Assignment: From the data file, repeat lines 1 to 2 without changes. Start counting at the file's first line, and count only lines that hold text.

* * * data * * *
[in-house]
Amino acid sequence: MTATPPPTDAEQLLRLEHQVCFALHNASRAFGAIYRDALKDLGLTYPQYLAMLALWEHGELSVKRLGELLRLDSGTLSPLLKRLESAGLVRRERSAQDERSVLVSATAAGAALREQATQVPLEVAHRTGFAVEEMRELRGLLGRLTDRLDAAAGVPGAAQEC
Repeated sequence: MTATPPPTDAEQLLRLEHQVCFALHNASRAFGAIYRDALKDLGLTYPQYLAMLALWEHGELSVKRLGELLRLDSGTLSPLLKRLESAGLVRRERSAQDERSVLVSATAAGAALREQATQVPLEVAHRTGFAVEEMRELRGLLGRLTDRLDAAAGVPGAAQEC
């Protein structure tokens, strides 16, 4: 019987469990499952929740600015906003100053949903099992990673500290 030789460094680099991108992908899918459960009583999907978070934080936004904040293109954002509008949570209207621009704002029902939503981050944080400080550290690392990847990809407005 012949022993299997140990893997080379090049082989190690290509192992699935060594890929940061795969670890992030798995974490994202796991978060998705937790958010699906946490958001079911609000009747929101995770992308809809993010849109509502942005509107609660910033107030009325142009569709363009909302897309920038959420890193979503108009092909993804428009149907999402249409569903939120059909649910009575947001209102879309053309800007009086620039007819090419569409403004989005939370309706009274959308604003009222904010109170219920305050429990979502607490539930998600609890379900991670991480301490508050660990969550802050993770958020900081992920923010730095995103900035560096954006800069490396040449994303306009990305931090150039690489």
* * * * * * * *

[in-house]
Amino acid sequence: MTATPPPTDAEQLLRLEHQVCFALHNASRAFGAIYRDALKDLGLTYPQYLAMLALWEHGELSVKRLGELLRLDSGTLSPLLKRLESAGLVRRERSAQDERSVLVSATAAGAALREQATQVPLEVAHRTGFAVEEMRELRGLLGRLTDRLDAAAGVPGAAQEC